In a wonders-never-cease development, the U.S. Senate, just before 5 a.m. Saturday, adopted a federal budget -- its first in four years. It would raise taxes by $975 billion over 10 years, add $100 billion to the public-works purse, make minor and mostly unspecified changes to entitlement programs and withdraw $1 trillion in across-the-board spending cuts. It would leave the U.S. with a $566 billion deficit -- 2.2 percent of gross domestic product -- in 2023.

The contrasts with the House-passed blueprint are sharp. Representative Paul Ryan, the Wisconsin Republican most responsible for the House plan, would balance the budget in 10 years without raising taxes, retain the $1 trillion in domestic spending cuts from sequestration, cut most domestic programs still more, convert Medicare to a voucher-like program and overhaul the tax code.

Don't look for the chambers' respective leaders to convene a conference committee to make the budgets mesh -- they are hopelessly incompatible -- like in the good old days (pre-2008).  In other words, none of the policies embedded in these budgets is binding.

Still, the Senate lays down some worthy legislative goals among the dozens of amendments it adopted, out of about 500 offered on the floor. I cherry-picked four worth mentioning (and one worth a Bronx cheer):

  1. Start with energy policy. An amendment to require President Barack Obama to approve the Keystone XL pipeline, opposed by environmentalists because it would transport tar-sands oil from Canada to the Gulf of Mexico, passed overwhelmingly (62 to 37). With 17 Democrats voting yes, Obama now has little choice but to OK the project, as Bloomberg View has urged.

  2. On the financial front, the Senate adopted two measures that would complement the reforms in the 2010 Dodd-Frank law. The first would limit Congress's ability to use fees collected by the housing-finance companies, Fannie Mae and Freddie Mac, to offset the cost of spending increases or tax cuts.

    In 2011, Fannie and Freddie were tapped to offset the cost of the temporary payroll tax cut. Now that that has ended, lawmakers want to use the fees for other, unrelated purposes, such as covering the cost of increasing the number of green cards for foreign graduates with advanced degrees. Fees collected by Fannie and Freddie should be used to cover the cost of guaranteeing mortgages, not as Congress's piggy bank.

  3. The senators also made crystal clear that there's no love lost between them and the nation's big banks, five years after the bank bailout. They voted by an overwhelming 99-0 to end subsidies to the largest banks (those with more than $500 billion in assets).

    Yet ending big-bank subsidies, which come in the form of a significant funding advantage when they borrow, is easier said than done. Removing the subsidy could require having much higher capital requirements, reinstating the Glass-Steagall law that barred investment and commercial banking under one roof, or breaking up the big banks. Getting any of that through the Senate, let alone the House, would be difficult.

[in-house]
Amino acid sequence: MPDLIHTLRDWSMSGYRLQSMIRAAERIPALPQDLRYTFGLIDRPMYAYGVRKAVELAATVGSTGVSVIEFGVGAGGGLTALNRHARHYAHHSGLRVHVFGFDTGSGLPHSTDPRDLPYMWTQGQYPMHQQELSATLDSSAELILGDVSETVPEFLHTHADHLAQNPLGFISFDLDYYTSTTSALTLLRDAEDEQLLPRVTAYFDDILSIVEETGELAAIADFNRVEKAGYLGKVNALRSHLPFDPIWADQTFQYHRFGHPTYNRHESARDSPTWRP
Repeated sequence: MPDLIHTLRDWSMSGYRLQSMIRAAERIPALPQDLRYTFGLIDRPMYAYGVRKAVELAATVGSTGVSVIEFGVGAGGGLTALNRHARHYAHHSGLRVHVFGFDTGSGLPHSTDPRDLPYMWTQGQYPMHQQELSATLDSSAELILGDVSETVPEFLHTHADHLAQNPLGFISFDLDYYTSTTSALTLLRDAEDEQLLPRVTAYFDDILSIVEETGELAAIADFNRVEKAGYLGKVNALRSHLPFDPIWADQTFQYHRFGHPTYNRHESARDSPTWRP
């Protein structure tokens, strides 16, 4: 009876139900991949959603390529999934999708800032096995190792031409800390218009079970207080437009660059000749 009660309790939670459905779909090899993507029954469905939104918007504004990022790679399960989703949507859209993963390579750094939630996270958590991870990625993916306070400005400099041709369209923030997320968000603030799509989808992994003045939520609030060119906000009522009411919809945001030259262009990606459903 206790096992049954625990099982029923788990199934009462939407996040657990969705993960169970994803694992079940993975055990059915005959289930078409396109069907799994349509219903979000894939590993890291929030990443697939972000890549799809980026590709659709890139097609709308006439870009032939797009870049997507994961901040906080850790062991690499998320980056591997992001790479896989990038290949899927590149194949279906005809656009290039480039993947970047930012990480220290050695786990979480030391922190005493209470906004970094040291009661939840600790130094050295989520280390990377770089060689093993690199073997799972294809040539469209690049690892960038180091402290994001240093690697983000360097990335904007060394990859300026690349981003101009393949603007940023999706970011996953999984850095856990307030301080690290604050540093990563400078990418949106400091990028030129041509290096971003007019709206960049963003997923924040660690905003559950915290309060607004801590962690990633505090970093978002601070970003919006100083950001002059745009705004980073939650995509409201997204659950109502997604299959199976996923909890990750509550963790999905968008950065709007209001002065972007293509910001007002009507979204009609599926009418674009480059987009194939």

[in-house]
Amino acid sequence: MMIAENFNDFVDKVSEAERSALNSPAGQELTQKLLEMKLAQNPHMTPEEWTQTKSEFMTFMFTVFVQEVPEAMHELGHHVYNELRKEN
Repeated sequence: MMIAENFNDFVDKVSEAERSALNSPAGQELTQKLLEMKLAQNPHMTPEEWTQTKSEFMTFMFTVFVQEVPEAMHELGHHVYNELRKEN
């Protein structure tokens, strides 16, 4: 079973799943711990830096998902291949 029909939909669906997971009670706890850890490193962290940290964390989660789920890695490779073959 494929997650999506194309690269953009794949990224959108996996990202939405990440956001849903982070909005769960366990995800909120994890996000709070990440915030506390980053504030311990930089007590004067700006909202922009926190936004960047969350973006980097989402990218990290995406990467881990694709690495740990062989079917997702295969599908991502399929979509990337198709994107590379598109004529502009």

4. The Senate budget's tax-reform section calls for nearly $1 trillion in tax increases, mostly by closing loopholes, but it is vague on specifics. Still, it prescribes a special fast-track process to overhaul the tax code -- and the legislation couldn't be filibustered. The Senate should pursue this route and begin moving on tax reform now. It could offer a way out of a debt-limit stalemate in August.

Now for the fiasco. The Senate voted 79-20 to repeal a 2.3 percent sales tax on medical devices, caving in to a sophisticated industry lobbying campaign that relies on falsehoods and exaggerations. The tax, in effect as of Jan. 1, is meant to raise about $30 billion in 10 years to help pay for Obama's health reforms.  

The rationale for the tax is that health reform will result in millions of previously uninsured people buying medical devices, getting tests and using hospital equipment, which means fatter profits for the industry. The device industry argues that the tax will push jobs overseas as manufacturers try to get around the levy. The tax, however, covers all devices sold in the U.S., no matter where they are made. Devices sold outside the U.S. aren't taxed. The tax, then, creates exactly zero incentive to move jobs offshore.

The medical-device industry also claims that the tax raises prices and thus crimps sales by as much as $6.7 billion. But as any health-care economist will tell you, the medical market doesn’t behave like most other markets. When prices go up, demand falls by only a fraction.

The extent of opposition to the tax implies that it may actually be repealed later, but luckily that won't happen unless lawmakers can find $30 billion in offsetting tax increases or spending cuts.

(Paula Dwyer is a member of the Bloomberg View editorial board. Follow her on Twitter.)